Postprint version. Published in Appetite, Volume 180, October 19, 2022.
The definitive version is available at https://doi.org/10.1016/j.appet.2022.106348.
Responsive feeding, where parents are guided by children's hunger and satiation cues and provide appropriate structure and support for eating, is believed to promote healthier weight status. However, few studies have assessed prospective associations between observed parental feeding and toddler growth. We characterized toddler growth from 18 to 36 months and, in a subset of families, examined whether observed maternal responsiveness to toddler satiation cues and encouraging prompts to eat at 18 and 24 months were associated with toddler body mass index z-score (BMIz) from 18 to 36 months. Participants included 163 toddlers and their mothers with overweight/obesity who had participated in a lifestyle intervention during pregnancy. Anthropometrics were measured at 18, 24, and 36 months. In a subsample, mealtime interactions were recorded in families' homes at 18 (n = 77) and 24 (n = 75) months. On average, toddler BMIz remained stable from 18 to 36 months with 31.3% (n = 51) categorized with a healthy weight, 56.4% (n = 92) with at risk for overweight and 12.3% (n = 20) with overweight. Fewer maternal prompts to eat at 18 months was associated with both higher probability of having at risk for overweight/overweight (p < .05), and higher child 36-month BMIz (p = .002). Higher child weight status at 12 months was also associated with both higher probability of having at risk for overweight/overweight (p < .05), and higher child 36-month BMIz (p < .001). Neither 24-month maternal prompts nor 18 or 24 month responsiveness to satiation cues were associated with toddler BMIz. In this diverse sample, weight status was relatively stable from 18 to 36 months. Maternal prompts to eat measured earlier in toddlerhood and prior child weight status were associated with toddler BMIz.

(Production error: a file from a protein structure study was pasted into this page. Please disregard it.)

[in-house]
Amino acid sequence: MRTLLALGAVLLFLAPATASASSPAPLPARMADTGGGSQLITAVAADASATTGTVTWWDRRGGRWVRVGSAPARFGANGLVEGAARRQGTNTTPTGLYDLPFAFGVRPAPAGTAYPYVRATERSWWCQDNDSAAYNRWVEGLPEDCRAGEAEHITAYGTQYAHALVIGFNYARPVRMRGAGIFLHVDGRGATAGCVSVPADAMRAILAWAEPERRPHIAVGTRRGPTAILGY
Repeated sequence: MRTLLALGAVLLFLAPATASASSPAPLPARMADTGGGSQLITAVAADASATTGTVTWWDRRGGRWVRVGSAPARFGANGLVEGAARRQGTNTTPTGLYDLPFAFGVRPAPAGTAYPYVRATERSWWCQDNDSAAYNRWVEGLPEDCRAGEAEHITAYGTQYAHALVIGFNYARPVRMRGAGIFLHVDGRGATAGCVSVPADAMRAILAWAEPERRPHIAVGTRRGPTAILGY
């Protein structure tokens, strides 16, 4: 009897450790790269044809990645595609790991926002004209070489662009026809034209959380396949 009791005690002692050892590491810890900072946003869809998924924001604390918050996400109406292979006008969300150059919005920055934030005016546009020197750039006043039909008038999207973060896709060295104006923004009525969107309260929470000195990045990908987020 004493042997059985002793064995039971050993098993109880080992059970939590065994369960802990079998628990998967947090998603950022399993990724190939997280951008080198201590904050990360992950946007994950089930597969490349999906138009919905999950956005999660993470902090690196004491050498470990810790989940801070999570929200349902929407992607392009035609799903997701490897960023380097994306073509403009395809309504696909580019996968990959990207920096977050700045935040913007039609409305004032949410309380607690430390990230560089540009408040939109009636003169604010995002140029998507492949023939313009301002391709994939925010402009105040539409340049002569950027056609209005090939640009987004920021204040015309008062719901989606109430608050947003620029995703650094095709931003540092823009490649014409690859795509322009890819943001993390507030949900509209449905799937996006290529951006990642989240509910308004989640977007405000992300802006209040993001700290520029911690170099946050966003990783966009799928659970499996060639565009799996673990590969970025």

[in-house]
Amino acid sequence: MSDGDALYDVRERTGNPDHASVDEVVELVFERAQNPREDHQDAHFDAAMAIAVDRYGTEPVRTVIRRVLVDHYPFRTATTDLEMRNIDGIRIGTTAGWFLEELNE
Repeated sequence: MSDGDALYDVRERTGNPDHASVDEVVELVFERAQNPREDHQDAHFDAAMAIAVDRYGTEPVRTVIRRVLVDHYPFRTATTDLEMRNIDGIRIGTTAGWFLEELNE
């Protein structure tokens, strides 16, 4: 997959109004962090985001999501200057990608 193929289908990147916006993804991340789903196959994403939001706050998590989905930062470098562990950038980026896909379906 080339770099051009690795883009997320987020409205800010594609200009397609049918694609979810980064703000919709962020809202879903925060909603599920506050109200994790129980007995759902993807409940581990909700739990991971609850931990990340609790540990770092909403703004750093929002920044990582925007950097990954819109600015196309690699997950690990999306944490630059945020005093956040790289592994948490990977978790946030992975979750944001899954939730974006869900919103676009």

Kinesiology | Public Health
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